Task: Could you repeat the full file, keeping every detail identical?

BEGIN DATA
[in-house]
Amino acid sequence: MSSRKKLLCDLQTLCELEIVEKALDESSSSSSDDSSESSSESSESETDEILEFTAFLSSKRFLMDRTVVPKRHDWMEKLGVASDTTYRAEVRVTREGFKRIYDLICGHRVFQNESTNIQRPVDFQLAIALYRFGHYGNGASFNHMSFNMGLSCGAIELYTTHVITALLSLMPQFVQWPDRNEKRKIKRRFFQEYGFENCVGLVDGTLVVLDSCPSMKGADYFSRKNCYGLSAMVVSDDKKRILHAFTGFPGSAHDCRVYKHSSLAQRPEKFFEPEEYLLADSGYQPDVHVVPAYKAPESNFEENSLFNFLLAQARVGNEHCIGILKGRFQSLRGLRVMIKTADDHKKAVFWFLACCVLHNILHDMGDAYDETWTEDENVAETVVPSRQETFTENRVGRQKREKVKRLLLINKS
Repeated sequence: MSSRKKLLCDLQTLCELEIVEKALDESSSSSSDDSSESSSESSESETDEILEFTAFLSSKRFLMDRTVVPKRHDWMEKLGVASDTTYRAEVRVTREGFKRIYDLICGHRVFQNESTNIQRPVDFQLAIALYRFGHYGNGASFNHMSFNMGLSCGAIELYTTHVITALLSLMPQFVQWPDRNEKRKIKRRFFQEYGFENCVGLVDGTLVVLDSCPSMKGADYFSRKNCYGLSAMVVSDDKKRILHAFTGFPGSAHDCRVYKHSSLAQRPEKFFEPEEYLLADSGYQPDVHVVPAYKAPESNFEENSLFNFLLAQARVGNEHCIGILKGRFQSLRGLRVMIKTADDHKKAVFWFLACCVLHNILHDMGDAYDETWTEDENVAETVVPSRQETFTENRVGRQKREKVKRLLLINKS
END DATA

[in-house]
Amino acid sequence: MSSRKKLLCDLQTLCELEIVEKALDESSSSSSDDSSESSSESSESETDEILEFTAFLSSKRFLMDRTVVPKRHDWMEKLGVASDTTYRAEVRVTREGFKRIYDLICGHRVFQNESTNIQRPVDFQLAIALYRFGHYGNGASFNHMSFNMGLSCGAIELYTTHVITALLSLMPQFVQWPDRNEKRKIKRRFFQEYGFENCVGLVDGTLVVLDSCPSMKGADYFSRKNCYGLSAMVVSDDKKRILHAFTGFPGSAHDCRVYKHSSLAQRPEKFFEPEEYLLADSGYQPDVHVVPAYKAPESNFEENSLFNFLLAQARVGNEHCIGILKGRFQSLRGLRVMIKTADDHKKAVFWFLACCVLHNILHDMGDAYDETWTEDENVAETVVPSRQETFTENRVGRQKREKVKRLLLINKS
Repeated sequence: MSSRKKLLCDLQTLCELEIVEKALDESSSSSSDDSSESSSESSESETDEILEFTAFLSSKRFLMDRTVVPKRHDWMEKLGVASDTTYRAEVRVTREGFKRIYDLICGHRVFQNESTNIQRPVDFQLAIALYRFGHYGNGASFNHMSFNMGLSCGAIELYTTHVITALLSLMPQFVQWPDRNEKRKIKRRFFQEYGFENCVGLVDGTLVVLDSCPSMKGADYFSRKNCYGLSAMVVSDDKKRILHAFTGFPGSAHDCRVYKHSSLAQRPEKFFEPEEYLLADSGYQPDVHVVPAYKAPESNFEENSLFNFLLAQARVGNEHCIGILKGRFQSLRGLRVMIKTADDHKKAVFWFLACCVLHNILHDMGDAYDETWTEDENVAETVVPSRQETFTENRVGRQKREKVKRLLLINKS